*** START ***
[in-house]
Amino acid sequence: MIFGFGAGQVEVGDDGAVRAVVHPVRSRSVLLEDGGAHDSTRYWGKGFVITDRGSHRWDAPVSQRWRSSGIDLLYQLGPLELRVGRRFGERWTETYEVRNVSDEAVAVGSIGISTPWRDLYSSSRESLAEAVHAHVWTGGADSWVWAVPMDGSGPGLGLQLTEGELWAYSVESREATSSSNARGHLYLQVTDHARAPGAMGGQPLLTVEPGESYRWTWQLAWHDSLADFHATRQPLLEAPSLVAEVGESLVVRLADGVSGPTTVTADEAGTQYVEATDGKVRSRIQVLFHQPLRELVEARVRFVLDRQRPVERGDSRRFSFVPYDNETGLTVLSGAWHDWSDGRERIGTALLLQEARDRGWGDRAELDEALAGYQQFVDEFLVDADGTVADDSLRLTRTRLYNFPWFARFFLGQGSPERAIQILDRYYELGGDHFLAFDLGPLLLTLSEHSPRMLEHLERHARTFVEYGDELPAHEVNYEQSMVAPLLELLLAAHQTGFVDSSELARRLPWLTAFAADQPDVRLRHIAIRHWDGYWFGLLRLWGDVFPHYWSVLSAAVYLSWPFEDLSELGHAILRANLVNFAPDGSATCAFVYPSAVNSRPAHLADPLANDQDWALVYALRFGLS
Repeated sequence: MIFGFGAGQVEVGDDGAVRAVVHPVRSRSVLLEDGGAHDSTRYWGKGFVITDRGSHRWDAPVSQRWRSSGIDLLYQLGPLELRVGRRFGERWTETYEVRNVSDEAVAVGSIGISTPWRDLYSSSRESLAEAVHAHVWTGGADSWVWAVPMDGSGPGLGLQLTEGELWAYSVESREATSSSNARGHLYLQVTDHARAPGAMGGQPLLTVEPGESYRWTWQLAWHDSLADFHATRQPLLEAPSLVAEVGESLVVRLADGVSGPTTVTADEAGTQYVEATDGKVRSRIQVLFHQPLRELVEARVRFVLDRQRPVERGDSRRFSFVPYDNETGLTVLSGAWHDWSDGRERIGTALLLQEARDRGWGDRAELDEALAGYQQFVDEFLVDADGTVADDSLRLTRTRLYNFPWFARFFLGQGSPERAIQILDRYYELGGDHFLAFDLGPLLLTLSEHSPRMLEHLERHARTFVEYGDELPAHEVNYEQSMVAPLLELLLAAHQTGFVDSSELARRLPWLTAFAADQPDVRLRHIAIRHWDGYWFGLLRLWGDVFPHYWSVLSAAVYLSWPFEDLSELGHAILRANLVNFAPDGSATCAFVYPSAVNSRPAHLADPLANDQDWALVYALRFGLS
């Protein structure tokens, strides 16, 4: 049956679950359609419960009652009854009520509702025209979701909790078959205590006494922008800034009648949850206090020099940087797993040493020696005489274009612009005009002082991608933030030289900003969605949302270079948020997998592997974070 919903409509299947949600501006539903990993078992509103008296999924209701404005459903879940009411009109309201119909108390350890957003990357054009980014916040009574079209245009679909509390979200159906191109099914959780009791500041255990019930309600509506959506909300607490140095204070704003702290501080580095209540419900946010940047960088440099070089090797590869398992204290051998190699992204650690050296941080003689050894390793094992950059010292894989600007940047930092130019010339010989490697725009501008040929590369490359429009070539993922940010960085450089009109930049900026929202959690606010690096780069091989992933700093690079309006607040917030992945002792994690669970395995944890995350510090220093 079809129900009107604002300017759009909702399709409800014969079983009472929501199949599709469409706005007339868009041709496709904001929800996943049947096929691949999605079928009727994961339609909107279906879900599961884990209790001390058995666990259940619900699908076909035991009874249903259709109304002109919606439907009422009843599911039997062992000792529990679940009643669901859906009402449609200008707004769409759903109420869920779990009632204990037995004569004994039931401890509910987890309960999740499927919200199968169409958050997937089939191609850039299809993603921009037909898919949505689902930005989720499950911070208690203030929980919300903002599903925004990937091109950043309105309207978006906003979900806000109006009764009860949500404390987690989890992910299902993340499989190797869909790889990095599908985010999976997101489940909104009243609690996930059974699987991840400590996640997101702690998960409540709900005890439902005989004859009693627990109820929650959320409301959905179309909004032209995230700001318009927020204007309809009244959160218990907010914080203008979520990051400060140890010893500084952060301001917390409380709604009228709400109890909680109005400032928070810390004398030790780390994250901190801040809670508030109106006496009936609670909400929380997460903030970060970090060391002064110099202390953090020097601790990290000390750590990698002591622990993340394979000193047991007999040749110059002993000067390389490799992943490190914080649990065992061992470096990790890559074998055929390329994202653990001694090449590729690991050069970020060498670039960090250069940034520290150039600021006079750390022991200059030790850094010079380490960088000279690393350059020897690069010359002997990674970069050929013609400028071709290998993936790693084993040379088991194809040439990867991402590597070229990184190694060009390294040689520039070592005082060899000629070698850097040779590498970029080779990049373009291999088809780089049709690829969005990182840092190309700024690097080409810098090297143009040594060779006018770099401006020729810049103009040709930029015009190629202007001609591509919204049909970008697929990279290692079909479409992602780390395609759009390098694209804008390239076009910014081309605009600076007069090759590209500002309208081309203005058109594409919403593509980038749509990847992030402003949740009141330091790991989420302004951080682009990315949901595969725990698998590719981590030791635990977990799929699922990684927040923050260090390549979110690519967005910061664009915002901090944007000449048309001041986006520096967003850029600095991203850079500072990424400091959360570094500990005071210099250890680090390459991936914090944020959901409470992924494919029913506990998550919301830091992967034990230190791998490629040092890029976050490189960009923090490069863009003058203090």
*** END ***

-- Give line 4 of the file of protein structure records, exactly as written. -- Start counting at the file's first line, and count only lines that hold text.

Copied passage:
């Protein structure tokens, strides 16, 4: 049956679950359609419960009652009854009520509702025209979701909790078959205590006494922008800034009648949850206090020099940087797993040493020696005489274009612009005009002082991608933030030289900003969605949302270079948020997998592997974070 919903409509299947949600501006539903990993078992509103008296999924209701404005459903879940009411009109309201119909108390350890957003990357054009980014916040009574079209245009679909509390979200159906191109099914959780009791500041255990019930309600509506959506909300607490140095204070704003702290501080580095209540419900946010940047960088440099070089090797590869398992204290051998190699992204650690050296941080003689050894390793094992950059010292894989600007940047930092130019010339010989490697725009501008040929590369490359429009070539993922940010960085450089009109930049900026929202959690606010690096780069091989992933700093690079309006607040917030992945002792994690669970395995944890995350510090220093 079809129900009107604002300017759009909702399709409800014969079983009472929501199949599709469409706005007339868009041709496709904001929800996943049947096929691949999605079928009727994961339609909107279906879900599961884990209790001390058995666990259940619900699908076909035991009874249903259709109304002109919606439907009422009843599911039997062992000792529990679940009643669901859906009402449609200008707004769409759903109420869920779990009632204990037995004569004994039931401890509910987890309960999740499927919200199968169409958050997937089939191609850039299809993603921009037909898919949505689902930005989720499950911070208690203030929980919300903002599903925004990937091109950043309105309207978006906003979900806000109006009764009860949500404390987690989890992910299902993340499989190797869909790889990095599908985010999976997101489940909104009243609690996930059974699987991840400590996640997101702690998960409540709900005890439902005989004859009693627990109820929650959320409301959905179309909004032209995230700001318009927020204007309809009244959160218990907010914080203008979520990051400060140890010893500084952060301001917390409380709604009228709400109890909680109005400032928070810390004398030790780390994250901190801040809670508030109106006496009936609670909400929380997460903030970060970090060391002064110099202390953090020097601790990290000390750590990698002591622990993340394979000193047991007999040749110059002993000067390389490799992943490190914080649990065992061992470096990790890559074998055929390329994202653990001694090449590729690991050069970020060498670039960090250069940034520290150039600021006079750390022991200059030790850094010079380490960088000279690393350059020897690069010359002997990674970069050929013609400028071709290998993936790693084993040379088991194809040439990867991402590597070229990184190694060009390294040689520039070592005082060899000629070698850097040779590498970029080779990049373009291999088809780089049709690829969005990182840092190309700024690097080409810098090297143009040594060779006018770099401006020729810049103009040709930029015009190629202007001609591509919204049909970008697929990279290692079909479409992602780390395609759009390098694209804008390239076009910014081309605009600076007069090759590209500002309208081309203005058109594409919403593509980038749509990847992030402003949740009141330091790991989420302004951080682009990315949901595969725990698998590719981590030791635990977990799929699922990684927040923050260090390549979110690519967005910061664009915002901090944007000449048309001041986006520096967003850029600095991203850079500072990424400091959360570094500990005071210099250890680090390459991936914090944020959901409470992924494919029913506990998550919301830091992967034990230190791998490629040092890029976050490189960009923090490069863009003058203090």